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Indiana secretary of state convicted of voter fraud

February 4, 2012 |  1:17 pm

After deliberating for 12 hours, an Indiana jury early Saturday morning found the state's top elections official, Charlie White, guilty of six of seven felony charges related to voter fraud.

White, who was elected Indiana's secretary of state in 2010, had been accused -- among other things -- of lying about his address on voter registration forms. He was indicted in March, two months after being sworn into office.

As the case unwound, White kept his post.  

The indictment alleged that White was living outside of the district of the Fishers Town Council where he served and continued drawing a salary. It also accused him of voting in the wrong district during the May 2010 primary.

Around 2 a.m. Saturday, the Hamilton County jury convicted White of false registration, voting in another precinct, submitting a false ballot, theft and two counts of perjury. The theft charge stems from the salary he received while living outside the district. He was acquitted on a more serious fraud charge, the Associated Press reported.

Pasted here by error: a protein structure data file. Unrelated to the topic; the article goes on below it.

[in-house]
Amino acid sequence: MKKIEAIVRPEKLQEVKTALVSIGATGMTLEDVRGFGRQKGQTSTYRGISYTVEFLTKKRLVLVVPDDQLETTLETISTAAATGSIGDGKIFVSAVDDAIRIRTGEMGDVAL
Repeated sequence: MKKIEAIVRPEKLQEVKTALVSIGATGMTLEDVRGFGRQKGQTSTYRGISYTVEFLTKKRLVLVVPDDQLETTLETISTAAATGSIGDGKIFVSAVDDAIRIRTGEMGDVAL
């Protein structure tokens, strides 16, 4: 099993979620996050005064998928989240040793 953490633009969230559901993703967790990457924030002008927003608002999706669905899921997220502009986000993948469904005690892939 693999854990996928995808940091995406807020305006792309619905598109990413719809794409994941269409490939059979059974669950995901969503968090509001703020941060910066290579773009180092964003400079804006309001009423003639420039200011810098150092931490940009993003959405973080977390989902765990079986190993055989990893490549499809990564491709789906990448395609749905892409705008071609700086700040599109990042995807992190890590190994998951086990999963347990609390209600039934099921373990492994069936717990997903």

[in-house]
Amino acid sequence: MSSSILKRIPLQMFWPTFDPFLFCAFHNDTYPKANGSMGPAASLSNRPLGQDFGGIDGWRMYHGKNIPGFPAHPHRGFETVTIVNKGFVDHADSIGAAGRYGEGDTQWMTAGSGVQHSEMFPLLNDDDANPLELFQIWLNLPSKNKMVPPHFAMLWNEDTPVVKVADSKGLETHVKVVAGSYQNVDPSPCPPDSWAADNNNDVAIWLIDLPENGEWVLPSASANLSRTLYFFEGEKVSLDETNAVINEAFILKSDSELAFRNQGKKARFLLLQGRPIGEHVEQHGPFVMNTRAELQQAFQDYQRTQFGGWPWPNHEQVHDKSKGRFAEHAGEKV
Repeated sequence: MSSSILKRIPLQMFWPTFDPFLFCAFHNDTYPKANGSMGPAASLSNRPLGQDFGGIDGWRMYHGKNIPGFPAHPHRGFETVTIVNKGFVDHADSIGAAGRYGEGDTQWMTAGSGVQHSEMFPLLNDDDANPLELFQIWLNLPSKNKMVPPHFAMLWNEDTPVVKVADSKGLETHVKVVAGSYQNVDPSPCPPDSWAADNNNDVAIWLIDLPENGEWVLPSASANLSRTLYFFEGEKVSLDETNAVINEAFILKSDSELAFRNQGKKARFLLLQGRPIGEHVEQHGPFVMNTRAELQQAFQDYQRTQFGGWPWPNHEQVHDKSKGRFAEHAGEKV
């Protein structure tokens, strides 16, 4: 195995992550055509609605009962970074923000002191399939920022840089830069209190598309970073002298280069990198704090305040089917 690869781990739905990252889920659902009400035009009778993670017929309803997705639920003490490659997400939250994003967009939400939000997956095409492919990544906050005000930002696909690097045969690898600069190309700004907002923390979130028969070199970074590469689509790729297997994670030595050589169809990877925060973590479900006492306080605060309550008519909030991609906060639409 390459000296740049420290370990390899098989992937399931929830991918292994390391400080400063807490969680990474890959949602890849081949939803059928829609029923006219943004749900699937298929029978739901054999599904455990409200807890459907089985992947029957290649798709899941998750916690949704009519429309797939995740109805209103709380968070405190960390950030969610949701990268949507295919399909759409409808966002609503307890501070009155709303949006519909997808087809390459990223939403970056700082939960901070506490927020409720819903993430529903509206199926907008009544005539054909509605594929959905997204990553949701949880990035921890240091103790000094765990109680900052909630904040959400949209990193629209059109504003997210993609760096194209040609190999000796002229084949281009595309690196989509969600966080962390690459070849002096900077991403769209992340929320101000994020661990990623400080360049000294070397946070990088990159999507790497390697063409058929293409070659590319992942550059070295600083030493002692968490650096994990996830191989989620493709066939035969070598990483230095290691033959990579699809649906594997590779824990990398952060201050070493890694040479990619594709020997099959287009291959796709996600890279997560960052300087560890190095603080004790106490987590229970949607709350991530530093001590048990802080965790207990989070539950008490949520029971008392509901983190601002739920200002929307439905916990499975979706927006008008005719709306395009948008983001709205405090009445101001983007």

About an hour after the conviction, Gov. Mitch Daniels appointed Jerry Bonnet as interim secretary of state. 

"I have chosen not to make a permanent appointment today out of respect for the judge’s authority to lessen the verdict to a misdemeanor and reinstate the elected office holder," Daniels said in a statement. "If the felony convictions are not altered, I anticipate making a permanent appointment quickly."

Prosecutors argued that White used his ex-wife's address instead of a condo he had with his fiancee because he didn't want to give up his $1,000-per-month Fishers Town Council salary after moving out of that district, the Associated Press said.

White, 42, has said the charges ignored a complicated personal life in which he was trying to raise his 10-year-old son, plan his second marriage and campaign for the statewide office he won that November. He said he stayed at his ex-wife's house when he wasn't on the road campaigning and did not live in the condo until after he remarried.

A date has not yet been set for sentencing. White's lawyers, however, have indicated they will attempt to reduce to the felony convictions to misdemeanors.


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Photo: Indiana Secretary of State Charlie White, shown in a file photo, listens to a question during an Indiana Recount Commission hearing in Indianapolis. Credit: Darron Cummings/Associated Press